Florence: Bridges and Palazzo Pitti 05/02/2011

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c. 1800 based on late eighteenth-century visits.

Florence is unquestionably a very beautiful city. Independent of the churches and palaces, some of which are very magnificent, the architecture of the houses in general is in a good taste, the streets are remarkably clean, and paved with large broad stones, chiselled so as to prevent the horses from sliding.

This city is divided into two unequal parts by the river Arno, over which there are no less than four bridges in sight of each other. That called the Ponte Della Trinita is uncommonly elegant: it is built entirely of white marble, and ornamented with four beautiful statues, representing the four seasons. The quays, the buildings on each side, and the bridges, render that part of Florence through which the river runs, by far the finest.

The number of inhabitants in Florence is calculated by some at eighty thousand. The streets, squares, and fronts of the palaces are adorned with a great number of statues; some of whom by the best modern masters, Michael Angelo, Bandinelli, Donatello, Giovanni di Bologna, Benvenulo [sic], Cellini and others. A taste for the arts must be kept alive, independent almost of any other encouragement, in a city where so many specimens are continually before the eyes of the inhabitants.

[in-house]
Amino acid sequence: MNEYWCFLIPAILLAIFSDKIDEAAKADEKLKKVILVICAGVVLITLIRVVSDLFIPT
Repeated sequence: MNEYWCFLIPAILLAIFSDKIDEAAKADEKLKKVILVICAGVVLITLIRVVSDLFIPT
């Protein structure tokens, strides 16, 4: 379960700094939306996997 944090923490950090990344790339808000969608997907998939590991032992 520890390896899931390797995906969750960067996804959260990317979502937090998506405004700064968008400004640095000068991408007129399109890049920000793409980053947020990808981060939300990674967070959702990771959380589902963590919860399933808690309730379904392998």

Florence has been equally distinguished by a spirit for commerce and for the fine arts – two things which are not always united. Some of the Florentine merchants formerly were men of vast wealth, and lived in a most magnificent manner. One of them, about the middle of the fifteenth century, built that noble fabric, which, from the name of its founder, is still called the Palazzo Pitti. The man was ruined by the prodigious expence of this building, which was immediately purchased by the Medici family, and has continued ever since to be the residence of the sovereigns. The gardens belonging to this palace are on the declivity of an eminence. On the summit there is a kind of fort, called Belvedere. From this you have a complete view of Florence, and the beauteous vale of Arno, in the middle of which it stands. The prospect is bounded on every side by an ampitheatre of fertile hills, adorned with country houses and gardens.